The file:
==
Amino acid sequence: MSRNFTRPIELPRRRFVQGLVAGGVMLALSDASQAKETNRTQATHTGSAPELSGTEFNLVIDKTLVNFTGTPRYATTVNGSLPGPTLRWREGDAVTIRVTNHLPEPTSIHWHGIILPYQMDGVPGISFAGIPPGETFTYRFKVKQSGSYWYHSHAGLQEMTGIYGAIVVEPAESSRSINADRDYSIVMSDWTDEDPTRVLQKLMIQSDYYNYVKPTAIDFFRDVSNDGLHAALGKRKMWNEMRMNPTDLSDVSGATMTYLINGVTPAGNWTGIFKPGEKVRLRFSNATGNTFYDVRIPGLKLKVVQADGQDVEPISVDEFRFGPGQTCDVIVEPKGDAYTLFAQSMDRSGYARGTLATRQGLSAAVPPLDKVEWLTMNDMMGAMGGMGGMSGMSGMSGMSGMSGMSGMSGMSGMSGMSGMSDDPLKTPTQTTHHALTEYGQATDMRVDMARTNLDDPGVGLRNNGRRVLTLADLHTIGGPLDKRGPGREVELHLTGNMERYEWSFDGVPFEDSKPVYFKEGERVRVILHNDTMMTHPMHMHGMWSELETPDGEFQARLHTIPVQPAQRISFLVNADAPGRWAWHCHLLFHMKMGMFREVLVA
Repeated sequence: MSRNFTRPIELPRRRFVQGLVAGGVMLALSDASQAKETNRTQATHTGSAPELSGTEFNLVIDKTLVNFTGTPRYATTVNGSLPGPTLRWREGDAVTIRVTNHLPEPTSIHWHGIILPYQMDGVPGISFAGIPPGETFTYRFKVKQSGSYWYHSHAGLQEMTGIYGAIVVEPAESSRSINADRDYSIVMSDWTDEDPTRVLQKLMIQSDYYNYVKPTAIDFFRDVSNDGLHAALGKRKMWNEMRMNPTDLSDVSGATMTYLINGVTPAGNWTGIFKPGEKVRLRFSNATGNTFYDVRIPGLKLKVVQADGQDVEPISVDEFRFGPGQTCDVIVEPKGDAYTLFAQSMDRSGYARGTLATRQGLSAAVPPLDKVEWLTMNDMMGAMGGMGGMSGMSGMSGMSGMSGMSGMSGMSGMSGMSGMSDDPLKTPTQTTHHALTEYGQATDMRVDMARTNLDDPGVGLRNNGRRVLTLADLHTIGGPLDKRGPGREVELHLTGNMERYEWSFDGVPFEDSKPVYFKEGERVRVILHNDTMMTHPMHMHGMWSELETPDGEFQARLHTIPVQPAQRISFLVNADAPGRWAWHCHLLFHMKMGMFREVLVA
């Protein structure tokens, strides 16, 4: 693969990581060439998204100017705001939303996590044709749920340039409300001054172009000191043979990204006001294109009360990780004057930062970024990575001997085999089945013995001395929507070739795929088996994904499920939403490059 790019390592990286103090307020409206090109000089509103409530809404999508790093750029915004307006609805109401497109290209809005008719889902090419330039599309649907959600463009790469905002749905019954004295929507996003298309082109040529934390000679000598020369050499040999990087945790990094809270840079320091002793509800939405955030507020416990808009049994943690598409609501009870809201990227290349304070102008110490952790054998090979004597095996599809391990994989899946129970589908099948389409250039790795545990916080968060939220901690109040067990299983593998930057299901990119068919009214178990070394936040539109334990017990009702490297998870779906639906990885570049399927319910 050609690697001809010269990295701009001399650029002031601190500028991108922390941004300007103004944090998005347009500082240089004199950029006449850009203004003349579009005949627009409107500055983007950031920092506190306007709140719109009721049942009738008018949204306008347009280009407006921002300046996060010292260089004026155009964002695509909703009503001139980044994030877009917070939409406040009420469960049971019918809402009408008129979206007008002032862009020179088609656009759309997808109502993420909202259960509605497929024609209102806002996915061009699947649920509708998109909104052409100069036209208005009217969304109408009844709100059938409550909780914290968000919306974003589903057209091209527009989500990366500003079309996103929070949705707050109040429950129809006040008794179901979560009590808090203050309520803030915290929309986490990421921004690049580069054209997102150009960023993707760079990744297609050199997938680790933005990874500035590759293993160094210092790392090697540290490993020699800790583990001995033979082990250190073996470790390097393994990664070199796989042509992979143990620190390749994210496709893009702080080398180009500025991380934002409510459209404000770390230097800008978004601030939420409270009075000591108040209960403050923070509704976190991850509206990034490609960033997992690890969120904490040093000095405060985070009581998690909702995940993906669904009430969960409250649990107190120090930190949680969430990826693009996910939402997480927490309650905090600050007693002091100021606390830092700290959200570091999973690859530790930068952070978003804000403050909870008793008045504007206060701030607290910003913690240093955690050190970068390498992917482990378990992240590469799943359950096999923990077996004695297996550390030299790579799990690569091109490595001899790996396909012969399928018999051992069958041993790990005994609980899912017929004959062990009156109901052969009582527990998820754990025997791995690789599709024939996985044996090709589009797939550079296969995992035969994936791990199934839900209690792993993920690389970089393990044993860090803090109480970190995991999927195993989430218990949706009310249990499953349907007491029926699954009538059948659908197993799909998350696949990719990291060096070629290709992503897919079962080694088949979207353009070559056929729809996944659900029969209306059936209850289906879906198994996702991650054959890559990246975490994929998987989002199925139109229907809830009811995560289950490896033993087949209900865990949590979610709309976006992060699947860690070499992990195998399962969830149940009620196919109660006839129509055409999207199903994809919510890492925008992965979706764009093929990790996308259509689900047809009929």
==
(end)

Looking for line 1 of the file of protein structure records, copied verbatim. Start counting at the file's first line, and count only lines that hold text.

Amino acid sequence: MSRNFTRPIELPRRRFVQGLVAGGVMLALSDASQAKETNRTQATHTGSAPELSGTEFNLVIDKTLVNFTGTPRYATTVNGSLPGPTLRWREGDAVTIRVTNHLPEPTSIHWHGIILPYQMDGVPGISFAGIPPGETFTYRFKVKQSGSYWYHSHAGLQEMTGIYGAIVVEPAESSRSINADRDYSIVMSDWTDEDPTRVLQKLMIQSDYYNYVKPTAIDFFRDVSNDGLHAALGKRKMWNEMRMNPTDLSDVSGATMTYLINGVTPAGNWTGIFKPGEKVRLRFSNATGNTFYDVRIPGLKLKVVQADGQDVEPISVDEFRFGPGQTCDVIVEPKGDAYTLFAQSMDRSGYARGTLATRQGLSAAVPPLDKVEWLTMNDMMGAMGGMGGMSGMSGMSGMSGMSGMSGMSGMSGMSGMSGMSDDPLKTPTQTTHHALTEYGQATDMRVDMARTNLDDPGVGLRNNGRRVLTLADLHTIGGPLDKRGPGREVELHLTGNMERYEWSFDGVPFEDSKPVYFKEGERVRVILHNDTMMTHPMHMHGMWSELETPDGEFQARLHTIPVQPAQRISFLVNADAPGRWAWHCHLLFHMKMGMFREVLVA